Archer Daniels Midland said it was “optimistic” about prospects for the Kiev-Moscow deal to allow safe passage for Ukraine grain shipments, despite the initial setback from a Russian missile strike.
Juan Luciano, the ADM chief executive, acknowledged initial setbacks to Friday’s agreement to reopen Ukrainian Black Sea ports, after Russia struck Odesa with missile the next day.
“At this point in time… you get encouraging news one day and maybe discouraging news the other day,” he said.
However, he added that “I do believe that both countries are committed to help keep this corridor open” for the shipment of grains, of which “there are 20m, 30m tonnes trapped” in Ukraine thanks to Russia’s invasion.
Export volumes may start small, as shippers work through problems such as gaining insurance and financing for cargos.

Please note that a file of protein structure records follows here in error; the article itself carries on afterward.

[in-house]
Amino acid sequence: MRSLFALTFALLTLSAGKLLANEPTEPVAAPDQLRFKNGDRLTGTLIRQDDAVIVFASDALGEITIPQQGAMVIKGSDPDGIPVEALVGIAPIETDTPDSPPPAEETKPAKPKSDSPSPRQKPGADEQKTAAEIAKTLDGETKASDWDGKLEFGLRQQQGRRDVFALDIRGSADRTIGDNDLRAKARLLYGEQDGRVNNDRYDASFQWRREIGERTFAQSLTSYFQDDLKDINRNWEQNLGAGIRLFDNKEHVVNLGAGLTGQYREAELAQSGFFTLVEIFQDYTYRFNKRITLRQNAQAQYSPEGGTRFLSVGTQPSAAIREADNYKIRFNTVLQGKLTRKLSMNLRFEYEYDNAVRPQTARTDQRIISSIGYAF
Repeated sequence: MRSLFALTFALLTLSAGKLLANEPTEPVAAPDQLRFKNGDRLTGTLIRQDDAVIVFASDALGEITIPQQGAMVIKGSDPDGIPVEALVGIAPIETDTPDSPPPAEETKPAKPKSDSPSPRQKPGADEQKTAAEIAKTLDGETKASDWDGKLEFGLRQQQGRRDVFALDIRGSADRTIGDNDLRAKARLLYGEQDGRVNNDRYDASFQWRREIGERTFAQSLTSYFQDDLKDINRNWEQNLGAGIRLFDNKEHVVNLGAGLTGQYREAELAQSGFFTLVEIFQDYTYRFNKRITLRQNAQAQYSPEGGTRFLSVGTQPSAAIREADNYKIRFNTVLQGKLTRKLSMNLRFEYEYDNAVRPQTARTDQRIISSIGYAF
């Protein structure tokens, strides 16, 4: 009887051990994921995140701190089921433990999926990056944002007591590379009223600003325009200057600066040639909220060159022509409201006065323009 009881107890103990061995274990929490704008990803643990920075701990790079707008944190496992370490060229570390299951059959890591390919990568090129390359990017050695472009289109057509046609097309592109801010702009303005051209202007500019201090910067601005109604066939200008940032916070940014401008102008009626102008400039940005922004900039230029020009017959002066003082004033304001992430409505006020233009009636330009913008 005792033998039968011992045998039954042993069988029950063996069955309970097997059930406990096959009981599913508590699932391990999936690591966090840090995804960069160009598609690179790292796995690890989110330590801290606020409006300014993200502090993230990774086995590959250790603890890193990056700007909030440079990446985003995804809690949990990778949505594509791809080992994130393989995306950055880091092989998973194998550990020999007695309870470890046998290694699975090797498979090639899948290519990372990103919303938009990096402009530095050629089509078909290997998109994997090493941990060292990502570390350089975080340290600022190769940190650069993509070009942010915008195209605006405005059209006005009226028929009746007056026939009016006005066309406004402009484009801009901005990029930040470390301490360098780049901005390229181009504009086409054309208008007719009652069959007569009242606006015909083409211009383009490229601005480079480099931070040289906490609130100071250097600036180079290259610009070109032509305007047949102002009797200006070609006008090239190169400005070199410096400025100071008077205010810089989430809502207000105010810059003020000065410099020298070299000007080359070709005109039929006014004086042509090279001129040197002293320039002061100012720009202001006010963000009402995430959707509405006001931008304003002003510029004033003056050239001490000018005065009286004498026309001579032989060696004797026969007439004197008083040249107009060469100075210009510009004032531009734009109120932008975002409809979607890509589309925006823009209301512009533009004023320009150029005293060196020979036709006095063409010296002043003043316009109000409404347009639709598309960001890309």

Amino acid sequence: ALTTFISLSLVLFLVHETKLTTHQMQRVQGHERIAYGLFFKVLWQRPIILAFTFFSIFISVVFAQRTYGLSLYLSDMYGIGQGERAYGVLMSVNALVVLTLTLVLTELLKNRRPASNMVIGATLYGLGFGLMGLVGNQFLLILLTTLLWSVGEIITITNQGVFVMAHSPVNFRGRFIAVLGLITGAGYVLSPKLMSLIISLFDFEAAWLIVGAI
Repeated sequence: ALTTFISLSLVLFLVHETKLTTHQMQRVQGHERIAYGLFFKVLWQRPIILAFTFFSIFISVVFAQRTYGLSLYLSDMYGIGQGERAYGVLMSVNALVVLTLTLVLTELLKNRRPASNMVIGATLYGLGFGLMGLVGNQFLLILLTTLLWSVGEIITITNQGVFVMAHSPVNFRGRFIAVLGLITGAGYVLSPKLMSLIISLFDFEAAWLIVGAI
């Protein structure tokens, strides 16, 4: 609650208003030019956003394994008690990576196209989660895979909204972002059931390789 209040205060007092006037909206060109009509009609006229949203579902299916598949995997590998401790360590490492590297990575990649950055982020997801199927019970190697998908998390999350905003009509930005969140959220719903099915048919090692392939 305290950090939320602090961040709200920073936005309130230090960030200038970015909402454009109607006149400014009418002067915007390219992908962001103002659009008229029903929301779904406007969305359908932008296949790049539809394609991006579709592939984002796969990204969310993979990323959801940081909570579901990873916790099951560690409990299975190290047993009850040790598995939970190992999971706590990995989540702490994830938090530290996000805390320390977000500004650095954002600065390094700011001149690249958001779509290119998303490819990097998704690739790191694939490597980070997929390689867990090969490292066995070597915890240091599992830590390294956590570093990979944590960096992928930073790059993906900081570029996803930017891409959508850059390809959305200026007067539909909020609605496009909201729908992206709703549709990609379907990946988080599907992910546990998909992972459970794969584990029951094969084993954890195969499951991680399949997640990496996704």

“There are issues in the country about getting fuel. There are issues in the country about getting the crews to man this boat,” Mr Luciano told investors.
“I think that at the beginning, you’re going to see a little bit of a trickle down of exports, maybe smaller boats.
“I think it’s going to take a little bit of building confidence that this works before you can put the bigger boats.”
‘World needs access’
However, “we are optimistic,” he said, adding that ADM was “helping as much as possible”.
“There are a lot of people with good intention. So hopefully, we will see the sea exports to grow over the next two or three months.”
He noted that that “the world needs access to those inventories”, underlining the importance to Ukraine of clearing backed-up stockpiles to allow space for the autumn-harvested crops.
“They’re going to be harvesting in September and October, the corn and the sunseed. So we need that space to be able to store those in September and October.”
The comments followed ADM’s release on Tuesday of forecast-beating results which extended a recovery in its shares from mid-month lows.